MathOverflow is a question and answer site for professional mathematicians. Join them; it only takes a minute:

Sign up
Here's how it works:
  1. Anybody can ask a question
  2. Anybody can answer
  3. The best answers are voted up and rise to the top

Let $\mathfrak{g}$ be a simple complex Lie algebra. Let $\mathfrak{g}\subset\mathfrak{so}(V)$ be an orthogonal irreducible representation. It can be shown that the number of $\mathfrak{g}$-submodules of $V\otimes V$ isomorphic to $\mathfrak{g}$ equals to the number of non-zero labels on the Dynkin diagram defining the representation $\mathfrak{g}\subset\mathfrak{so}(V)$. Since $\wedge^2V\simeq\mathfrak{so}(V)$, one exemplar $\mathfrak{g}$ is included in $\wedge^2V$.

Using the Lie package, I checked many representations of $\mathfrak{g}=\mathfrak{so}(n,C)$, and for all of them all $\mathfrak{g}$ are included in $\wedge^2V$. But for $\mathfrak{g}=\mathfrak{sl}(n,C)$ this is not the case.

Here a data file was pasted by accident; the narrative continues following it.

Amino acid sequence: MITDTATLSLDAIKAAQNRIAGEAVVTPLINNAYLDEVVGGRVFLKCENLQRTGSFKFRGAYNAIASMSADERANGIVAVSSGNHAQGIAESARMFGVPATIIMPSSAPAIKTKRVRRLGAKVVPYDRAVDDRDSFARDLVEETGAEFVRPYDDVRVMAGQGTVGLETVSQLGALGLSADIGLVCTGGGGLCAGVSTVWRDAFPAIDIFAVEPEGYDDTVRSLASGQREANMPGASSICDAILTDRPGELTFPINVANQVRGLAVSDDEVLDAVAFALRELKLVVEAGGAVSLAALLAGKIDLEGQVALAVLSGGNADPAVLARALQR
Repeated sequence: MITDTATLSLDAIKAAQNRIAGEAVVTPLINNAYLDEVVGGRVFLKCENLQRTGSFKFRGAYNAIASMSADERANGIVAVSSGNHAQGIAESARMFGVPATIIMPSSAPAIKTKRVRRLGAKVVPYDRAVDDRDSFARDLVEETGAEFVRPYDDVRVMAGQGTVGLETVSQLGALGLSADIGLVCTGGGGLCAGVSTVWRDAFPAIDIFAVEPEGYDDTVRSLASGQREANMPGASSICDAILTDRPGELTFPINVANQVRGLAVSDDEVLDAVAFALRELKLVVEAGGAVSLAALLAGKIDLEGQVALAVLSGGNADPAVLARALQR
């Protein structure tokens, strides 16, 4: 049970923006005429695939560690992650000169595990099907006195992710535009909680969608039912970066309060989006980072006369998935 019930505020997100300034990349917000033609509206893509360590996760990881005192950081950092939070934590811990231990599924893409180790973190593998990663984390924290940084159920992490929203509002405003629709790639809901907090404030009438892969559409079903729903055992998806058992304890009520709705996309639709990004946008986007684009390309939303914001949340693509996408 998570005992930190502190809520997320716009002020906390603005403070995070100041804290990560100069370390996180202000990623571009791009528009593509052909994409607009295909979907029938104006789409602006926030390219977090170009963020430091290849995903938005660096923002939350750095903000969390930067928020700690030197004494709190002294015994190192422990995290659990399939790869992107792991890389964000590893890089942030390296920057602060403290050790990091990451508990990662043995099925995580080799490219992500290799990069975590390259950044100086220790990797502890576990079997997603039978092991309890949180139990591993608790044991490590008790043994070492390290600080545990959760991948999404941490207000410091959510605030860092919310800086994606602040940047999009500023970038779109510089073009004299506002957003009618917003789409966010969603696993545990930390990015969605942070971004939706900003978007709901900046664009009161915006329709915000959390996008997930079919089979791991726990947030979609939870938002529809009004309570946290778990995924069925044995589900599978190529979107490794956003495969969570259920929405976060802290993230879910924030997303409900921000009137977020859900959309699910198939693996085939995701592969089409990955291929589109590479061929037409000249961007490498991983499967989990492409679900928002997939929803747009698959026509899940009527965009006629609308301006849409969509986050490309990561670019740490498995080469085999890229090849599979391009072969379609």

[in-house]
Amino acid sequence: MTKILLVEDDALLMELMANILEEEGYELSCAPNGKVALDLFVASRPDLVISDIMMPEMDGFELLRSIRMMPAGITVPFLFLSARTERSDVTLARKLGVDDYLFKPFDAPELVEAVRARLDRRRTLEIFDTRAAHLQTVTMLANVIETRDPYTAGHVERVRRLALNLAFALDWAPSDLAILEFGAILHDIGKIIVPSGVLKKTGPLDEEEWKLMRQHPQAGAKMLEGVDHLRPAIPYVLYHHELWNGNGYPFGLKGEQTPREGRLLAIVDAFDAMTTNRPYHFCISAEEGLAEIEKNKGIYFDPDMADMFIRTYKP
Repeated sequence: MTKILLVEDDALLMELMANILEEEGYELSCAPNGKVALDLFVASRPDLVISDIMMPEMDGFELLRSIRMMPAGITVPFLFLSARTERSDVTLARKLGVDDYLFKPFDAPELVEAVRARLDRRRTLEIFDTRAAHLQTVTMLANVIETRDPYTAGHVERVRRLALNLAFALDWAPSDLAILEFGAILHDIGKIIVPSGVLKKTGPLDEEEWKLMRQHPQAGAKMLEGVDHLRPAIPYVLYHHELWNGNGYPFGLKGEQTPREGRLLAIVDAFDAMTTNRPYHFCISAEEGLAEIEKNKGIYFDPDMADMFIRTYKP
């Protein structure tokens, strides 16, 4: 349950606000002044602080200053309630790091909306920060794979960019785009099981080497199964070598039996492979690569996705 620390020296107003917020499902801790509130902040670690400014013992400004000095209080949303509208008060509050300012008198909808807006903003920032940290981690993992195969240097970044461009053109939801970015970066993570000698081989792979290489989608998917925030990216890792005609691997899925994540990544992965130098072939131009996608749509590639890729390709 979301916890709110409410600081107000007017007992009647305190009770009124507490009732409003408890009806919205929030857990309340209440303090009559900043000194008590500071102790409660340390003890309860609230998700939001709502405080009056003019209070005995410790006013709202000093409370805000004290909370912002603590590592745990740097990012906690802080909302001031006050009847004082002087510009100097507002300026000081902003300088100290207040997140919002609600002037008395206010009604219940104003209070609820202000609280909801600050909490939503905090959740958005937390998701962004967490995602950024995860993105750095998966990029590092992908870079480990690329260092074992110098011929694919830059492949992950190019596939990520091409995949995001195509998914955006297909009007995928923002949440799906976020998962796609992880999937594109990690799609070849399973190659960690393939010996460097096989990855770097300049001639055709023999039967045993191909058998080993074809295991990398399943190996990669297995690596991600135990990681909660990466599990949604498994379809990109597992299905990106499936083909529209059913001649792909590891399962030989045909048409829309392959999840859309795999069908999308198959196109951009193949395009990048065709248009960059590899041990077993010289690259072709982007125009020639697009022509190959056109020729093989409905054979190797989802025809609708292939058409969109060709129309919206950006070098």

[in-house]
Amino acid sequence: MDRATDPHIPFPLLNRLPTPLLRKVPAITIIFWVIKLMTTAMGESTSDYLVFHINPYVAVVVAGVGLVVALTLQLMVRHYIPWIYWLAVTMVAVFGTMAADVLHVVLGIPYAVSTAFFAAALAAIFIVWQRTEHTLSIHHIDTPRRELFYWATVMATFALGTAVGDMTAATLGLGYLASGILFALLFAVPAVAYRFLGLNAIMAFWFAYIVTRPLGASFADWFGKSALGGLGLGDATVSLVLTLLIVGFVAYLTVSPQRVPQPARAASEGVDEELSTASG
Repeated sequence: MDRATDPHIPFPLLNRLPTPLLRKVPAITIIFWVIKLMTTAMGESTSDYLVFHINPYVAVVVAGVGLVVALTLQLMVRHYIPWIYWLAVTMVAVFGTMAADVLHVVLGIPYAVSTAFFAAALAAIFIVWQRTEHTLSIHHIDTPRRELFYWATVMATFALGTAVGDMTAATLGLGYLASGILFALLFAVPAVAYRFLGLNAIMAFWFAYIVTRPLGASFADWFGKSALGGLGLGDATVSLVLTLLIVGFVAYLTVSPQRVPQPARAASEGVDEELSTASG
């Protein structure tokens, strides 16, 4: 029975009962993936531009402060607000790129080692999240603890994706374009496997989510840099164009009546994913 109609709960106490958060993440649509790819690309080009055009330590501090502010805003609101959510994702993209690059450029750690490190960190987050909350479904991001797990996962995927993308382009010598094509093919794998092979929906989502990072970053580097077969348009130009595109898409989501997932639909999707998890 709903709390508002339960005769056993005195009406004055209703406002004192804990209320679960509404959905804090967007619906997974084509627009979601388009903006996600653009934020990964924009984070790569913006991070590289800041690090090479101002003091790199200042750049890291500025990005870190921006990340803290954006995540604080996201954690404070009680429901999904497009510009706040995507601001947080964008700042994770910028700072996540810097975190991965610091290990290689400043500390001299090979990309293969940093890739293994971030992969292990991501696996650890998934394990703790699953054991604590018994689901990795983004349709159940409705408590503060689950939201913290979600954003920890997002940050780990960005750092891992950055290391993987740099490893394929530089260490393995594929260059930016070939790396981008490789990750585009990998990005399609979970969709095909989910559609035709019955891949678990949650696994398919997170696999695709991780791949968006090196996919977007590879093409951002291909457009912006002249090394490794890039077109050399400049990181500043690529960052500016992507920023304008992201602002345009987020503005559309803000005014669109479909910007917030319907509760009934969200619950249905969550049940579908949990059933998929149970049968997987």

Can one say what number of $\mathfrak{g}$-modules isomorphic to $\mathfrak{g}$ are in $\wedge^2V$, and what number of them are in $S^2V$?

share|cite|improve this question
When you say "number of" you mean multiplicity, right? (This is not equivalent to the literal number, as in the cardinality of the set of submodules isomorphic to a given module.) – Qiaochu Yuan Oct 3 '12 at 18:24
Yes, multiplicity. Thank you! – Anton Galaev Oct 3 '12 at 18:26

Your Answer


By posting your answer, you agree to the privacy policy and terms of service.

Browse other questions tagged or ask your own question.